Our goal at NANDA-I is to develop standardized terminology in nursing, to ensure patient safety through evidence-based care, thereby improving the health care of all people.
That’s why when we receive diagnosis submissions that do not meet the NANDA-I criteria for a nursing diagnosis, we are unable to accept them for standard use. If you have submitted a diagnosis that was not accepted, or if you’re curious about the process and standards for evaluating submissions, keep reading.
Reasons a Diagnosis Could be Rejected
- The diagnosis was not a clinical judgment that is made by the nurse that is amenable to independent nursing intervention.
- The diagnosis was submitted via email. We require diagnoses to be submitted via our online form. On that page, you will also see the list of requirements for submission.
Questions to Ask Yourself Before Submitting
- Are you revising a diagnosis or is it new?
- Is your diagnosis a human response or is it a sign/symptom?
- Are there current diagnoses that are related to your submission? And if so, what are they and how is this different?
- Is your diagnosis supported by nursing research evidence?
- What are the axes that you’re using to build your label?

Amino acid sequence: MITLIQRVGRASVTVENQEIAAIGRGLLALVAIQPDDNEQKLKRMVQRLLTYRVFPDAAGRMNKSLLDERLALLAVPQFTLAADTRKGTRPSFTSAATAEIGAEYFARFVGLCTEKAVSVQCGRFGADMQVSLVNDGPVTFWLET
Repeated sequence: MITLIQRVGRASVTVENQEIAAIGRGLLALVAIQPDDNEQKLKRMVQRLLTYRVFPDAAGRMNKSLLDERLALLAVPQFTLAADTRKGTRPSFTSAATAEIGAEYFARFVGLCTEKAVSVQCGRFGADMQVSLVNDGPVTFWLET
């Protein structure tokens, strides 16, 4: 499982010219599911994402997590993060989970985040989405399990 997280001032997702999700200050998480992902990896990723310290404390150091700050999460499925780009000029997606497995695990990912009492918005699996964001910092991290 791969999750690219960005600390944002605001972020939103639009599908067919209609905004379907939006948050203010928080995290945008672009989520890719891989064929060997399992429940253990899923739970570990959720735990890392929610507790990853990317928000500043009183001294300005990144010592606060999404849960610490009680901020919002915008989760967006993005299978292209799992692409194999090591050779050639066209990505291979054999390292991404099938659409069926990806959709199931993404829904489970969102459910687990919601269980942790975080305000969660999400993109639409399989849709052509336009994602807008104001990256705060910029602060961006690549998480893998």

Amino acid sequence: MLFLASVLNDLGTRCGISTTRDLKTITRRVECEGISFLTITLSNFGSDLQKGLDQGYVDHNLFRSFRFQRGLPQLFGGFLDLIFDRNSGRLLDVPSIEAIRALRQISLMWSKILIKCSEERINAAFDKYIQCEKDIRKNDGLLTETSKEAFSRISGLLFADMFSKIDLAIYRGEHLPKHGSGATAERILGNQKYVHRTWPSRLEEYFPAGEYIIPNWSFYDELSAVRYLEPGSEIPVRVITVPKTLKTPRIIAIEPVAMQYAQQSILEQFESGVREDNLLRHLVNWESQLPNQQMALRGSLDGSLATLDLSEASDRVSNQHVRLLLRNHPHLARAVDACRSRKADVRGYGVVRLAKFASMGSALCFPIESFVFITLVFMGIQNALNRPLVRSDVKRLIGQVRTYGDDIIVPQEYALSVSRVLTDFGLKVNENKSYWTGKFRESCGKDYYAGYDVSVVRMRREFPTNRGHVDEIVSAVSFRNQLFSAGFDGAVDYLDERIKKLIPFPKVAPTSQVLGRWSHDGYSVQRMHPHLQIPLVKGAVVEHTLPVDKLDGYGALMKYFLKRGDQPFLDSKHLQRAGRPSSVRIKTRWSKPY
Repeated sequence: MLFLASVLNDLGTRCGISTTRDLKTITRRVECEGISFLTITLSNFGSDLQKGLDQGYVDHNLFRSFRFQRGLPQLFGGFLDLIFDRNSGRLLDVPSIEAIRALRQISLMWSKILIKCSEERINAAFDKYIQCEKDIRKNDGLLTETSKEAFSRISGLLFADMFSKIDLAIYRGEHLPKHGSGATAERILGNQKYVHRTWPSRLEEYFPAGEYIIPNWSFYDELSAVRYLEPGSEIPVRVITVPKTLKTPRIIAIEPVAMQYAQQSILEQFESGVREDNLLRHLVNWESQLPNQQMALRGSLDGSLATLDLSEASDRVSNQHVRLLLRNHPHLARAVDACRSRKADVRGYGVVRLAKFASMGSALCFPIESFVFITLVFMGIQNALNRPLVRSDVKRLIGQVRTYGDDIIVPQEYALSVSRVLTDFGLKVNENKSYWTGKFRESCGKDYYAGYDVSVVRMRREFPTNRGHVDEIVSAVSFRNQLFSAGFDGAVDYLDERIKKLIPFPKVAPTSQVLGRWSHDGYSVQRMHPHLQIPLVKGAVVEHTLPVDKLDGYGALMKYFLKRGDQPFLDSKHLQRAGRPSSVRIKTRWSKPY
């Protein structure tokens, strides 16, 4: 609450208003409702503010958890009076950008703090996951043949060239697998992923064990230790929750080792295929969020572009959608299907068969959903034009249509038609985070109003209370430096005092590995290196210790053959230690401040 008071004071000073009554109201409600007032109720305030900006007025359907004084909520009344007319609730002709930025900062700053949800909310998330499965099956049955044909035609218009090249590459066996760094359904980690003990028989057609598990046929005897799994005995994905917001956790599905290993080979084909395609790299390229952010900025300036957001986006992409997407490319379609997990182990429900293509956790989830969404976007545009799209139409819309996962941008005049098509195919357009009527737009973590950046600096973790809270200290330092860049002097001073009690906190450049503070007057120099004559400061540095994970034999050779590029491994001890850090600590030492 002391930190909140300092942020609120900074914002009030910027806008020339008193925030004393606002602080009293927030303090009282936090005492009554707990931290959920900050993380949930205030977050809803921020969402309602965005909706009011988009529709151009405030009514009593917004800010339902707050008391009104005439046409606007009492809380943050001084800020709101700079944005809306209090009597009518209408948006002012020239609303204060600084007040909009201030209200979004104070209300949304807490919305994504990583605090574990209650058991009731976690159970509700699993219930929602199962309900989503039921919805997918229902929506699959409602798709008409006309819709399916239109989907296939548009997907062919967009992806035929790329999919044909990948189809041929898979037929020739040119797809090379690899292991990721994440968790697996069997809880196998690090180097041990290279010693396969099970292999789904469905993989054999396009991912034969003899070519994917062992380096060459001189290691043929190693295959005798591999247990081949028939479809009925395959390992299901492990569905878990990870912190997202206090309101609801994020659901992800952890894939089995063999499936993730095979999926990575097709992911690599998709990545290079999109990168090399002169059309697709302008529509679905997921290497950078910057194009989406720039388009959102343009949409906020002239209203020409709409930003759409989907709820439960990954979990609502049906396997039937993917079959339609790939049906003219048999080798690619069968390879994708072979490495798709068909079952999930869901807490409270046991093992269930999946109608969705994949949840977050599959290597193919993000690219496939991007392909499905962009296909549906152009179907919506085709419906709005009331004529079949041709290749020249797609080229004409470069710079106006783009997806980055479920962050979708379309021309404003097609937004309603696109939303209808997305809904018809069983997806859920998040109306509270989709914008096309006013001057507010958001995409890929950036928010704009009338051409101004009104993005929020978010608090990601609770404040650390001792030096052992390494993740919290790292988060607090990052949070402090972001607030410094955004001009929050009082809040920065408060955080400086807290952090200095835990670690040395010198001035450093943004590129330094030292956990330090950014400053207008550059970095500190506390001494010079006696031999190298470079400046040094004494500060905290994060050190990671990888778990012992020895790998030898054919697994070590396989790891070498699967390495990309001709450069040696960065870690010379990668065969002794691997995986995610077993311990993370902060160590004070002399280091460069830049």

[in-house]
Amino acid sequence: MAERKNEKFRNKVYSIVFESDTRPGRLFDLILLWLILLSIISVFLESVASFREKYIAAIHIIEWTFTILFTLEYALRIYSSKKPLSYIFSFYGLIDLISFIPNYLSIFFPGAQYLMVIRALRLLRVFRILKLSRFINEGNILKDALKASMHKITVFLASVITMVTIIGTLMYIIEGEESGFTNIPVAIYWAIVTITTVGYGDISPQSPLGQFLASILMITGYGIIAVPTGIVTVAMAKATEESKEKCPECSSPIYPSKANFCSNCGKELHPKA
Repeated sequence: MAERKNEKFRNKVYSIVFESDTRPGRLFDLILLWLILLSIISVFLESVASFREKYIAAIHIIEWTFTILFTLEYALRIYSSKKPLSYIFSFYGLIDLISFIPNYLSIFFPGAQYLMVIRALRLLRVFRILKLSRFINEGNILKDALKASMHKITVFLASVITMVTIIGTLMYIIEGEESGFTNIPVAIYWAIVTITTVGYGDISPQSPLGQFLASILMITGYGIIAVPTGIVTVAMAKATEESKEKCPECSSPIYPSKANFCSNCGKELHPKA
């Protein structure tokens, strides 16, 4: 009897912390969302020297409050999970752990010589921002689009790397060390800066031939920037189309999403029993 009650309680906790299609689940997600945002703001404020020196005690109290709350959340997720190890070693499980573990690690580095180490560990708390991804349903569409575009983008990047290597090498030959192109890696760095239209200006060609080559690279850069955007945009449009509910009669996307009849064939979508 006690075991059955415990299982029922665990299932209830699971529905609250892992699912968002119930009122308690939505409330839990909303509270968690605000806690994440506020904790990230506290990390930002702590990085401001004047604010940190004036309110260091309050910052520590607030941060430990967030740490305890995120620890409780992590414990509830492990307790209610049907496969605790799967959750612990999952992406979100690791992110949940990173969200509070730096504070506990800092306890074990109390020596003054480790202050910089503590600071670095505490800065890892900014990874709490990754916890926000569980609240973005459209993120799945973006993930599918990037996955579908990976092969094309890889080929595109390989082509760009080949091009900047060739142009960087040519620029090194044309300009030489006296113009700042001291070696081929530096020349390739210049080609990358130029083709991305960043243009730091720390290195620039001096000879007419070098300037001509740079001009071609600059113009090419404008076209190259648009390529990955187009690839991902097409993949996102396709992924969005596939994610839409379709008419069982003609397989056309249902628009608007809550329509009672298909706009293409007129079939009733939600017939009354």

- Do you have a judgment term that’s clear?
- Does the diagnosis require an anatomical location?
- Do you have a time element or status of the diagnosis?
These considerations are critical for developing an evidence-based classification, and many are required for us to meet the International Standards Organization (ISO) Model of Nursing Diagnosis. We also want to make sure that you reviewed the definition of the judgment term you selected and that it really does fit the intent of the diagnosis you were trying to convey.
How to Improve Your Chances of an Accepted Submission
Depending on the type of diagnosis you’re submitting, have your related factors, defining characteristics, risk factors, and associated and at-risk populations ready to go. These explanations will make your submission more likely to be accepted.
We also ask you to identify nursing outcomes and independent nursing interventions that are specifically aimed at related factors or risk factors whenever possible, unless you are dealing with symptom control, in which case you would intervene on defining characteristics. Also, it is good to remember that if you are only finding interventions that relate to monitoring, supervising, referring, or that require a medical protocol/order set, that’s a pretty good indication that the diagnosis is probably not in the nursing domain, but really in the medical domain. If there are not independent nursing interventions identified, then the chances of it being an independent nursing diagnosis is reduced.
Remember, we do require that you use the online form for submission rather than using email submission when you’re submitting a new or revised diagnosis. Get started right here!